by Ann Bogle
Tax hollow this morning. I realized yesterday how fundamentally not accurate the H&R Block Free File program was for me to use. My forms did not file to IRS or Minnesota. The H&R Block Free File site instructed me to print and mail them. It may or may not be settled as filed.
On the 1040 form there is a place to record Social Security income. The amount to list is based on box 5 of the SSA-1099. The H&R Block Free File form would only accept the net amount, after premiums are deducted, not the gross as listed in box 5. In essence, the form as filled in online at H&R Block Free File differs in rule. The difference does not affect my tax liability (still zero), so I guess I am not to care, yet care I do, today more than yesterday.
As an accurist, I feel I know that accuracy is too much bother for me and many, many people less accurist, not including, I hope, any company or one employed to write tax form programs.
I knew earlier this year that the best approach would have been to make an appointment in person with Michelle in the Bloomington Social Security office so she could more fully explain allowable Social Security deductions and how to report income—related to their standard called SGA and not to IRS freelance or small business rules for taking business deductions. Yet yesterday, I went headlong through the H&R Block Free File form, deducting along IRS lines, misdeducting, as I realized today, rather than by prefiguring reportable income based along Social Security lines. I had tried to save myself three days' accounting to report a subamount of last year's $2,000 income, knowing it would fall below the minimum reporting requirement, to claim an Earned Income Tax credit, as I learned of last year, when the IRS refigured my 2010 Amended 1040 and gave me that credit.
The form I completed yesterday filled out several attachments, including one for passive business loss. I did not believe I had incurred business loss, just that I was freelancing part-time.
Today I called H&R Block's local office, to little or no help except a suggestion to call their Free File customer service line. In the morning I'll call IRS and Minnesota Revenue. I could have filed the renters' rebate at the Minnesota Revenue site, yet I went through Free File instead. The rebate form likely did get filed, but the tax forms remain to be mailed.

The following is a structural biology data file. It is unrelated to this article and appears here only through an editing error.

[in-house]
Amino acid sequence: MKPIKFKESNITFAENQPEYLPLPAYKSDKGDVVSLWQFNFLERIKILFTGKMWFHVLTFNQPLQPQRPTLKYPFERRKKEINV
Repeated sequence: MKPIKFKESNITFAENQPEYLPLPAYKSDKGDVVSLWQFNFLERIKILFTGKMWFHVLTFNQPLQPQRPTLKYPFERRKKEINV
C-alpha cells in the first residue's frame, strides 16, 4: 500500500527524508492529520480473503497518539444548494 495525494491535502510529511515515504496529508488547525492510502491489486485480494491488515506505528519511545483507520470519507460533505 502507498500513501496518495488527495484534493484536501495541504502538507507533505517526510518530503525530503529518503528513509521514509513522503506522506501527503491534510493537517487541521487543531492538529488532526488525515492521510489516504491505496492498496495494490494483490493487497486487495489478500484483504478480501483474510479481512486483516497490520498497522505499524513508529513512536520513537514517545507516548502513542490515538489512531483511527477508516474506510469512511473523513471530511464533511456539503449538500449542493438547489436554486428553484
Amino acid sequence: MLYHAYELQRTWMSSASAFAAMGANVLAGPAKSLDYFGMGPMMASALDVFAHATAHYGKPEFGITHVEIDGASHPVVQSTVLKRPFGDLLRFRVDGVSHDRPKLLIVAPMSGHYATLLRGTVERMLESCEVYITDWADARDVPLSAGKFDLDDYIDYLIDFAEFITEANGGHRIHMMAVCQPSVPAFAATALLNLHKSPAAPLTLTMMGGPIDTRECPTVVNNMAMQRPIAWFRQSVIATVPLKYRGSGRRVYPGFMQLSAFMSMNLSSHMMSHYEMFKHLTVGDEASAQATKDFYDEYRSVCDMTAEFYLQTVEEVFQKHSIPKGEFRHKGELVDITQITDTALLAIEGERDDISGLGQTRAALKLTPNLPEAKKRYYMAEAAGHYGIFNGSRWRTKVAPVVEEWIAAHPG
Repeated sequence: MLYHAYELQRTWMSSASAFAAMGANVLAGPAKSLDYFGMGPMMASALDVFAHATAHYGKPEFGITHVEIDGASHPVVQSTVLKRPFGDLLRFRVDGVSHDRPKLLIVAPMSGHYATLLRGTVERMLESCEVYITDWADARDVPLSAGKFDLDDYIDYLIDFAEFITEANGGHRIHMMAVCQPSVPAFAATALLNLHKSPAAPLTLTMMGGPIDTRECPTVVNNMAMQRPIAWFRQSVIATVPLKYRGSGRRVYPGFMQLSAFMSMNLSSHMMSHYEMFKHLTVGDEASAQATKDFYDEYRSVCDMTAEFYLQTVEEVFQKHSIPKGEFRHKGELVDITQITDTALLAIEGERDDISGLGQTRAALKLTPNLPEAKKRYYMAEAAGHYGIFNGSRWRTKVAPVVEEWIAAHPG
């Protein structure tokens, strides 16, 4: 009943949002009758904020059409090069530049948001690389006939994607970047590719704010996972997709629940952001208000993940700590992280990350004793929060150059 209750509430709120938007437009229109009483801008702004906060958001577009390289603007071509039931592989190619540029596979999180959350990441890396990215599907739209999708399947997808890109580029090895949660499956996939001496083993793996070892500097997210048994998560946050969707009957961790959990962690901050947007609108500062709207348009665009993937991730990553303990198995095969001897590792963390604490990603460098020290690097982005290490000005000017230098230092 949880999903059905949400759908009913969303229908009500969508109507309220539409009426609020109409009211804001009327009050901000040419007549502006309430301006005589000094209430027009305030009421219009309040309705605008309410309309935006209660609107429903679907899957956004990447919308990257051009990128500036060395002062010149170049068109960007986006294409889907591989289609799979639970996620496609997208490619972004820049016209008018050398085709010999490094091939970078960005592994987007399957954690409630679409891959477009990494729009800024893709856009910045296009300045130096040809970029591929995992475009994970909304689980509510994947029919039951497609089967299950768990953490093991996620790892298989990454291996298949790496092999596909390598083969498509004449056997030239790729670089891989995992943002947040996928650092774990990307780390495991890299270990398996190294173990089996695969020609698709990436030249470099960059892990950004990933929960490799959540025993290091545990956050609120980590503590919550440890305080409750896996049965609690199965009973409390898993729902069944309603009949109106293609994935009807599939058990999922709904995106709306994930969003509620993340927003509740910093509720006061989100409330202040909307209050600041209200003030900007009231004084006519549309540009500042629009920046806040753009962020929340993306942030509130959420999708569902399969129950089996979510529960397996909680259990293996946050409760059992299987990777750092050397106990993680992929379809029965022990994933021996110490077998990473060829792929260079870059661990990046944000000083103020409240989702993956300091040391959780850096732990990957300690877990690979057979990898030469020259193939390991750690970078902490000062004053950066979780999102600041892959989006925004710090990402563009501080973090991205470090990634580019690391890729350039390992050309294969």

How many days and hours to do this tracking back? Since accuracy is of value to me. Self-blame is sufficient in solving the original problem, which was to file correctly without spending a week on it, not impossible, I see now. The Earned Income Tax Credit, if granted, would amount to $140. The forms I have not mailed would not deliver that credit.
I did mail my DNA spit test, a cool product and website I read about in The New York Times in a recent science editorial that contained facts about DNA testing. That testing product has so far gone well to use. And is not very expensive.
Layers of zero-gain pose intellectual hardship, a loss to time, and cause me to feel like a free-range not-for-profit peafowl in the disability-freelance market not factored in principles of accounting. If I am a peafowl, not-for-profit, I hope to live until old age in a little peafowl house in a good neighborhood or yard.
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H&R Block Free File allows me to edit my returns, since they are printed out, yet not e-filed, as I drove myself there, to the portal of that web site from the IRS web site, to learn after a day of adding a missing day.